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Jobs to be Done: A Practical Guide for Designers and Product Managers

As a designer or a product manager/owner, you are always on the lookout for ways to optimise your work process and better understand your clients’ needs.

One powerful approach you can leverage is the Jobs to be Done (JTBD) framework, which helps you identify the real problems users want to solve and then tailor your designs to address them effectively. In this article, we will explore the JTBD theory, its benefits, and some practical examples that can be applied to graphic design projects.

Understanding Jobs to be Done

The JTBD theory, pioneered by Harvard Business School Professor Clayton Christensen, states that people “hire” products or services to accomplish specific tasks or “jobs.” By identifying these jobs, you can create designs that truly satisfy clients’ needs and set yourself apart from competitors.

We’ve gone into more detail about what JTBD is in this article.

The JTBD framework can be broken down into functional, emotional, and social jobs.

Functional jobs are the practical tasks users want to accomplish, emotional jobs are related to how the product or service makes users feel, and social jobs involve the image users want to project to others.

Benefits of Applying JTBD in Design

  1. Enhanced client communication: JTBD helps you ask the right questions to better understand your clients’ needs, leading to more effective communication and collaboration.
  2. Improved design focus: By identifying the real problems your clients face, you can prioritise your design efforts, avoid distractions, and create more impactful designs.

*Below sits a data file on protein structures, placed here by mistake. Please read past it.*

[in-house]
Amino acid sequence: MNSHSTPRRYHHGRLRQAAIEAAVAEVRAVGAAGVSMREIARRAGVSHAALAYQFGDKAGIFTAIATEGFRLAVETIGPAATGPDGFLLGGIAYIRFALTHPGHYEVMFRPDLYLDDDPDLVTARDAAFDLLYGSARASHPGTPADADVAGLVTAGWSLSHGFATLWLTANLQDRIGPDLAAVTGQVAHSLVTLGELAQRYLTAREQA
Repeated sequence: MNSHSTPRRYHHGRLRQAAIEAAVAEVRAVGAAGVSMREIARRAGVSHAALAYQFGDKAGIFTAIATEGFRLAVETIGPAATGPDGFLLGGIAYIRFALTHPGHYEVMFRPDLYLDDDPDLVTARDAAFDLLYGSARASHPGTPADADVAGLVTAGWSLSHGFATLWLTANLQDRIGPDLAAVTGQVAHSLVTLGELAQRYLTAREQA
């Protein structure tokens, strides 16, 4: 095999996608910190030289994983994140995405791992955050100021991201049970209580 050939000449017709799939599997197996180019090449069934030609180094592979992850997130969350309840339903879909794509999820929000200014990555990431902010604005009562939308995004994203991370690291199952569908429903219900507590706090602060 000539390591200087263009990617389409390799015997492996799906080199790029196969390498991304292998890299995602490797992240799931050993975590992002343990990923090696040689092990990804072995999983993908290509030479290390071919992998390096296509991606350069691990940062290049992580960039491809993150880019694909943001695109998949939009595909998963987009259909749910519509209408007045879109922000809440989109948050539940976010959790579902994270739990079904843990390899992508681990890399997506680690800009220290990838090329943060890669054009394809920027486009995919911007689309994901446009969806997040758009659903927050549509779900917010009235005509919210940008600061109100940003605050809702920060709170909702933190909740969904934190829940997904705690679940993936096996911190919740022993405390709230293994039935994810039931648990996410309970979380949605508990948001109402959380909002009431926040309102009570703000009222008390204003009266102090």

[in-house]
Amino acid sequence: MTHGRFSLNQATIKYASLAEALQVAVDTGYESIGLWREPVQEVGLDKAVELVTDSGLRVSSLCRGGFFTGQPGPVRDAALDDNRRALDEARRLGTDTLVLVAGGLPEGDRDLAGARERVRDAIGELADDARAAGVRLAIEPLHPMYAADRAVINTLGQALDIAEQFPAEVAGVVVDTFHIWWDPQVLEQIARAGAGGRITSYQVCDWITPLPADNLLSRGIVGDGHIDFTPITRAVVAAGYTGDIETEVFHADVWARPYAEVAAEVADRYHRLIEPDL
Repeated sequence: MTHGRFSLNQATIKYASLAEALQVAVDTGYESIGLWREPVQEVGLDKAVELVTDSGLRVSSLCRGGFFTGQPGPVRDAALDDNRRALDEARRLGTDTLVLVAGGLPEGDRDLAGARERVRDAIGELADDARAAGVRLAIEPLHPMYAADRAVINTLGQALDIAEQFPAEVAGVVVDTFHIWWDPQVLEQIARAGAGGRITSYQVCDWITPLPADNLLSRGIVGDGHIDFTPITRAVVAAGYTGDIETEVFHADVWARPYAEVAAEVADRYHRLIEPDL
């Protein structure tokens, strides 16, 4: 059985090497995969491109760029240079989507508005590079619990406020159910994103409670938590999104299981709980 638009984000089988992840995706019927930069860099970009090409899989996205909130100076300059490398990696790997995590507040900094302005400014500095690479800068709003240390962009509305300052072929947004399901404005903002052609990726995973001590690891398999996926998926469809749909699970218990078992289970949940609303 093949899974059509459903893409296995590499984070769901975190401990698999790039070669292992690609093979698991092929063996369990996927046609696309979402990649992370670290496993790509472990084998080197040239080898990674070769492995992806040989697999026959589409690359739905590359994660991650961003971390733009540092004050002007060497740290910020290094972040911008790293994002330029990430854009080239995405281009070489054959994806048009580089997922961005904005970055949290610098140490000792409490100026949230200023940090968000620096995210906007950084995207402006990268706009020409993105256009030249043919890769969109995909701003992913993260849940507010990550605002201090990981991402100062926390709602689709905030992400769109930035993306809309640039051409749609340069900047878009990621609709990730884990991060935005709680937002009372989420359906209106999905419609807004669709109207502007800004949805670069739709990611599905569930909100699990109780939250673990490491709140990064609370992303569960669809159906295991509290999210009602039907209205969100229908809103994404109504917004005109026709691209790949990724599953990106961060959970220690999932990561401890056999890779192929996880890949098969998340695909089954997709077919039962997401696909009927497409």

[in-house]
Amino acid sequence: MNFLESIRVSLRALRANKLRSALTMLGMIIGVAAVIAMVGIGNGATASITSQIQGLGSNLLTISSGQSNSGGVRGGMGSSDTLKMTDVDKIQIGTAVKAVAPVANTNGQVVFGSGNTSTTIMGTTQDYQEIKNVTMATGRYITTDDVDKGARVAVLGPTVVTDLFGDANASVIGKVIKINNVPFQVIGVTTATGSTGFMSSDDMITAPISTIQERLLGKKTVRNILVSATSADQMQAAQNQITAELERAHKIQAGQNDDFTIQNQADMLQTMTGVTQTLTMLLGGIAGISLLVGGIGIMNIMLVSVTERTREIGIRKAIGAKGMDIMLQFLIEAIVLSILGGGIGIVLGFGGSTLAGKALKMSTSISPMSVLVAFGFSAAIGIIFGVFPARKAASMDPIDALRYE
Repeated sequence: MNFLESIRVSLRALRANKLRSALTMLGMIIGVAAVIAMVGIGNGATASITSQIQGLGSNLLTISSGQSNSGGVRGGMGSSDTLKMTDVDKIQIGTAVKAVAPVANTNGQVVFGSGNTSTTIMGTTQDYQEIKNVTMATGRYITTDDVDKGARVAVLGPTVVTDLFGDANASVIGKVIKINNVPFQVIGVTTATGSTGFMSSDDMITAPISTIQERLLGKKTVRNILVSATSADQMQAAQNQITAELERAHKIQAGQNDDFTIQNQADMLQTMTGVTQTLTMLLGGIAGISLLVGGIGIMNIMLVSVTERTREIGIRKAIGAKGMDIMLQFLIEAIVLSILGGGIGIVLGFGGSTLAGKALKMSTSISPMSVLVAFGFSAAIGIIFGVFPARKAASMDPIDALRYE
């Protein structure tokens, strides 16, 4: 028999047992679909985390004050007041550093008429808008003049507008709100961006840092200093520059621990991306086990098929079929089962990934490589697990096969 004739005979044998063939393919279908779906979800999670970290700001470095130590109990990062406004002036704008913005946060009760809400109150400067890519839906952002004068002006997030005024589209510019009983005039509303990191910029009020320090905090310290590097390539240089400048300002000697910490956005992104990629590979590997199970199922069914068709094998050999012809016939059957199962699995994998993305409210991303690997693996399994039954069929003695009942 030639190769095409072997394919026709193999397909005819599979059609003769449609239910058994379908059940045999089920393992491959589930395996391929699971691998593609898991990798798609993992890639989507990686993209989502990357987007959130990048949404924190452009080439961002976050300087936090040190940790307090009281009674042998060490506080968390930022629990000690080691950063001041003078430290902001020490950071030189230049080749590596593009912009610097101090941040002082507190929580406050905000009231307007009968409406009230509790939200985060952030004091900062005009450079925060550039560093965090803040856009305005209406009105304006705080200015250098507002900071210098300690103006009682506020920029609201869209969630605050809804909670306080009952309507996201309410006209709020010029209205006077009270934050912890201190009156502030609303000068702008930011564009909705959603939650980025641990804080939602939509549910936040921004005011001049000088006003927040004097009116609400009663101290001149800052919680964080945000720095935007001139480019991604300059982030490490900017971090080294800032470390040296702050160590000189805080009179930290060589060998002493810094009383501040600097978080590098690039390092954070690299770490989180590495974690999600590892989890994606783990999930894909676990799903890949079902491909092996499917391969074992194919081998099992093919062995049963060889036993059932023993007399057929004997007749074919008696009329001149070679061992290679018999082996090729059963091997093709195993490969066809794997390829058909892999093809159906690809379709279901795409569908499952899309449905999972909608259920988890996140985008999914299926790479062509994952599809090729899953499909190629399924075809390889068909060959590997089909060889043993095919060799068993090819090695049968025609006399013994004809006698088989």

3. Increased value proposition: A design that addresses clients’ jobs to be done can provide them with a competitive advantage and strengthen their brand.

Examples of Jobs to be Done in real-world projects

The practical application of the JTBD theory is what confuses many designers and product people, so we’ve prepared a list of useful examples you can use for reference:

Milkshake Example

The famous milkshake example by Clayton Christensen is one of the most well-known examples of JTBD theory. In this example, fast-food restaurants were struggling to sell milkshakes in the morning. After conducting research, they found that customers were ‘hiring’ milkshakes to make their morning commutes more enjoyable and bearable. So, they made the milkshakes thicker and added more chunks to make them more filling, allowing the customers to enjoy a satisfying and convenient breakfast on the go.


Netflix is another example of JTBD theory in action. The company initially started as a DVD rental service, but after understanding the jobs their customers were trying to accomplish (convenient access to movies and TV shows), they shifted their focus to streaming services. This allowed customers to access content whenever they wanted, without the hassle of returning DVDs.


Airbnb is a platform that allows travellers to find unique accommodation options. By understanding the jobs their customers were trying to accomplish (finding affordable and unique accommodations), Airbnb was able to disrupt the traditional hotel industry by offering more personalised and budget-friendly options.


Tesla is another example of the JTBD theory in action. The company understood that customers were hiring cars to transport them from one place to another, but also wanted a sustainable and environmentally-friendly option. By focusing on electric cars, Tesla was able to provide customers with a product that fulfilled both of these needs.